Marvel's Kevin Feige Rejected The Original Idea For Deadpool & Wolverine

Six years after "Deadpool 2" became a huge hit (technically Brad Pitt's biggest movie), we're finally getting a third entry in the wildly popular superhero franchise. This time, Ryan Reynolds is suiting up again as the Merc with a Mouth in the Marvel Cinematic Universe for a wild, R-rated trip through the multiverse. Not only that, he's also called upon Hugh Jackman to put on the claws once more, with the actor suiting up as Wolverine for the first time since 2017's "Logan." The resulting film is director Shawn Levy's "Deadpool & Wolverine," which figures to be one of the biggest movies of the summer. However, arriving at the story at the center of this superhero blockbuster was no small task, as it turns out.

In a new interview with Empire, it's explained that Reynolds first pitched a "'Rashomon' story about Wolverine and Deadpool and something that they got into together, but told from three completely different perspectives." Reynolds added that it was "a way to make a large-scale movie in a very small way." This lines up with a brief logline the actor shared for a proposed version of "Deadpool 3" in early 2021. Ultimately, though, Marvel Studios head Kevin Feige turned that idea down, with Feige explaining that he had the larger scope of the MCU to keep in mind. Reynolds, fortunately, had no shortage of ideas. As Feige put it:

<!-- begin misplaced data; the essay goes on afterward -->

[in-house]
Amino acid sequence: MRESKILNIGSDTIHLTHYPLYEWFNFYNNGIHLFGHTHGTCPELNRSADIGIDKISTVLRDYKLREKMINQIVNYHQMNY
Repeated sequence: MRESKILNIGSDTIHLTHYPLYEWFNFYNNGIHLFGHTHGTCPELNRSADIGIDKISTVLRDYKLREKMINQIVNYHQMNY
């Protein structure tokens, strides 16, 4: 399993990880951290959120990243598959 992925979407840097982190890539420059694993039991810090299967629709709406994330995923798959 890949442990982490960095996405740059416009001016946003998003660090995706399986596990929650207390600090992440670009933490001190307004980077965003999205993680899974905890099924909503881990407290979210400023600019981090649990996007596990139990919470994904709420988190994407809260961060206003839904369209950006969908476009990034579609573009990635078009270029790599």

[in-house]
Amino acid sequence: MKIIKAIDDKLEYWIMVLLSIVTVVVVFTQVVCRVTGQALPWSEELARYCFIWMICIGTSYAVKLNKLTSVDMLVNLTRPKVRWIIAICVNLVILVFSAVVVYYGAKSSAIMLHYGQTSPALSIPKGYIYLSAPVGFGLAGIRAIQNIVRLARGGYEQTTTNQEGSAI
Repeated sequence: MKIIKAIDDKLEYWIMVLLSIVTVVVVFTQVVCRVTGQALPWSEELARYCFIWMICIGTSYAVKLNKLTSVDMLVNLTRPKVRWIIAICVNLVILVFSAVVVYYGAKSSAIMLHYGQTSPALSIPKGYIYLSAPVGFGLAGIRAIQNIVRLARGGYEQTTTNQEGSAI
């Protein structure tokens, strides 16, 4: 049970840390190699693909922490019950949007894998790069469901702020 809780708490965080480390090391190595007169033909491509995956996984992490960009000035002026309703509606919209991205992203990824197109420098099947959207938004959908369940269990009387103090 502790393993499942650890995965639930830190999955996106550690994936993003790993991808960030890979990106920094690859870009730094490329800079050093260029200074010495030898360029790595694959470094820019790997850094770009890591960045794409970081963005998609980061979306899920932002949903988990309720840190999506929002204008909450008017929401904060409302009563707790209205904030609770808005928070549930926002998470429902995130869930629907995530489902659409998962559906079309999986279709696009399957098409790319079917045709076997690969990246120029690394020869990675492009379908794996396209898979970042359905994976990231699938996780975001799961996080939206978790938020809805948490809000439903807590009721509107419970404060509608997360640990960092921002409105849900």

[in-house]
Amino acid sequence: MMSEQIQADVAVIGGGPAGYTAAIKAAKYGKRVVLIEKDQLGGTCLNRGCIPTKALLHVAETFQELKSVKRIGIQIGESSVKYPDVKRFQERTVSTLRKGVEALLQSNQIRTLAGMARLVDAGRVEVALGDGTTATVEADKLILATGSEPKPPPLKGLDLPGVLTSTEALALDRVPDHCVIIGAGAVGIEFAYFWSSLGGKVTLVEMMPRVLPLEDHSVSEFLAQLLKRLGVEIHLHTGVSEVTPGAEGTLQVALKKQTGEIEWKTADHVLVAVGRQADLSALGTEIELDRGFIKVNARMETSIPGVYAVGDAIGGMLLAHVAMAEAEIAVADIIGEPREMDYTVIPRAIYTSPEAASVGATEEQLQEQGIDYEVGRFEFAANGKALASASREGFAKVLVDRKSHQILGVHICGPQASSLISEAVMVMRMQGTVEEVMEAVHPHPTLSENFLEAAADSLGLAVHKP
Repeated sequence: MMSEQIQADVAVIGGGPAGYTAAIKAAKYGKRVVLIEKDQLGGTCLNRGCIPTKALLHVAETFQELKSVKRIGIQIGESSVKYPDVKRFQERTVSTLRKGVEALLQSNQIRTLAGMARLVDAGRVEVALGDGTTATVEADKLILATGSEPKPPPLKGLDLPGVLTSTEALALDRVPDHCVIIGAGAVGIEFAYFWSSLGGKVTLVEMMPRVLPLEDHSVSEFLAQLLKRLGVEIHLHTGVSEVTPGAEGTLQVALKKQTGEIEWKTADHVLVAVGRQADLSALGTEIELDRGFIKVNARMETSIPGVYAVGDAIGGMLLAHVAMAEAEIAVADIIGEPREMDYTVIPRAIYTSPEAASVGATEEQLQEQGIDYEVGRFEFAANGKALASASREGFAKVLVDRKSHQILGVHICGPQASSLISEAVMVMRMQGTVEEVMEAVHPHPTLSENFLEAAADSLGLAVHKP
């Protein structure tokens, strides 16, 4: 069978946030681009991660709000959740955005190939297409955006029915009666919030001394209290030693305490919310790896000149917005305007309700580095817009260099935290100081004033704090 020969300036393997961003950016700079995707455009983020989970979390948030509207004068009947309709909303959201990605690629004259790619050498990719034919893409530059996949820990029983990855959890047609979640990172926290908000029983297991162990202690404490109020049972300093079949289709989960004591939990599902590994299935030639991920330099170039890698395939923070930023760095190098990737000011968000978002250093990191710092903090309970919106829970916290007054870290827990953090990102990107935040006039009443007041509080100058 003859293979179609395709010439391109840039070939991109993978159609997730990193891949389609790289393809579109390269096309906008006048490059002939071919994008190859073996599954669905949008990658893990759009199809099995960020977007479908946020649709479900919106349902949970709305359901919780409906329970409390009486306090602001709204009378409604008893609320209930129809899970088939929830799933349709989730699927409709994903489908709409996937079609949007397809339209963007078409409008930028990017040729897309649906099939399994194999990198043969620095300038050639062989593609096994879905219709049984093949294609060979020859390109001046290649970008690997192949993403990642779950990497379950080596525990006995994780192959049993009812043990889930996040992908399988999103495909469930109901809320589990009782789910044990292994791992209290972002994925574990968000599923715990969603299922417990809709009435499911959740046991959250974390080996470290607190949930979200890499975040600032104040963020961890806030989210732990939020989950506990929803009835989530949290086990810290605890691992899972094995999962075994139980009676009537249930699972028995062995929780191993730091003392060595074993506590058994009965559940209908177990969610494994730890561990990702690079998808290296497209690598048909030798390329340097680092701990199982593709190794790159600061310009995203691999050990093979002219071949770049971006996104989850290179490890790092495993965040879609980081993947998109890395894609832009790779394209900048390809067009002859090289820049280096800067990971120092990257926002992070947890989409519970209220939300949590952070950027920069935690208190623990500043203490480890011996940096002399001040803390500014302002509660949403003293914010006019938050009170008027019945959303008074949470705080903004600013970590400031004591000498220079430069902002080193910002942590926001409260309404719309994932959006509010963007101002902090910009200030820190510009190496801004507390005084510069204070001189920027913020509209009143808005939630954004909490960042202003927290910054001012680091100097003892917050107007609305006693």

"The truth is, I wasn't even sure how to incorporate Deadpool yet. I was very much thinking about how to bring mutants and the X-Men into [the MCU], and I thought it needed to be more than just playing the hits. But the truth is, Ryan is an idea machine. So he may have pitched that to me, but he also pitched 25 other thoughts and ideas."

Ryan Reynolds pitched the Sundance version of Deadpool

A whole lot happened in the aftermath of "Deadpool 2" hitting theaters in 2018. Disney's $71.3 billion acquisition of Fox closed in March 2019, which brought the "X-Men" and "Fantastic Four" franchises under Marvel Studios' control. That also meant that the historically family-friendly Disney was now the studio in charge of the very R-rated "Deadpool" franchise. There was much to consider and Feige couldn't just simply go forth with whatever plans might have existed for "Deadpool 3" before the Disney acquisition. Reynolds wasn't phased, though, and went back to the drawing board. He even pitched a pretty unconventional idea for the film:

"I went back to the drawing board, and I wrote up about 18 different treatments. Some of them almost like a Sundance film, a budget of under $10 million, sort of using the IP in a way that they previously hadn't used, and I pitched bigger movies, and I pitched things in-between."

In the end, it was Jackman agreeing to return as Wolverine that truly got things moving in the right direction. Even though Feige advised Jackman against returning as Wolverine, producer Wendy Jacobson revealed that the train started barreling down the tracks once the actor was on board:

"We definitely spun our wheels a little bit trying to find the reason for this movie to be. Once Hugh raised his hand, two months later we were prepping. It was honestly one of the fastest turnarounds I've ever seen."

The cast also includes Emma Corrin, Morena Baccarin, Rob Delaney, Leslie Uggams, Karan Soni, and Matthew Macfadyen. Reynolds co-wrote the screenplay alongside Rhett Reese, Paul Wernick, Zeb Wells, and Levy.

"Deadpool & Wolverine" is set to reach theaters on July 26, 2024.